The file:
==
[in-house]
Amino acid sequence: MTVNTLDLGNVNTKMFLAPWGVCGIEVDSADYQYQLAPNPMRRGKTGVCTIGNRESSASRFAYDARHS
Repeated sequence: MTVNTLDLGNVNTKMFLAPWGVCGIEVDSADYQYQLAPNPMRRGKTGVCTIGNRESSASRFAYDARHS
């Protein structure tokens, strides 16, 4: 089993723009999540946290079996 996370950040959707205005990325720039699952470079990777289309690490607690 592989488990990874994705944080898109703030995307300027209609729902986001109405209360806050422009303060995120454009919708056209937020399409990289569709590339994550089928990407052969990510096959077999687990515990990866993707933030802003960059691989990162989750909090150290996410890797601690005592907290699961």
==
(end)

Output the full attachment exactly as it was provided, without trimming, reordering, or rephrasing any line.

[in-house]
Amino acid sequence: MTVNTLDLGNVNTKMFLAPWGVCGIEVDSADYQYQLAPNPMRRGKTGVCTIGNRESSASRFAYDARHS
Repeated sequence: MTVNTLDLGNVNTKMFLAPWGVCGIEVDSADYQYQLAPNPMRRGKTGVCTIGNRESSASRFAYDARHS
């Protein structure tokens, strides 16, 4: 089993723009999540946290079996 996370950040959707205005990325720039699952470079990777289309690490607690 592989488990990874994705944080898109703030995307300027209609729902986001109405209360806050422009303060995120454009919708056209937020399409990289569709590339994550089928990407052969990510096959077999687990515990990866993707933030802003960059691989990162989750909090150290996410890797601690005592907290699961």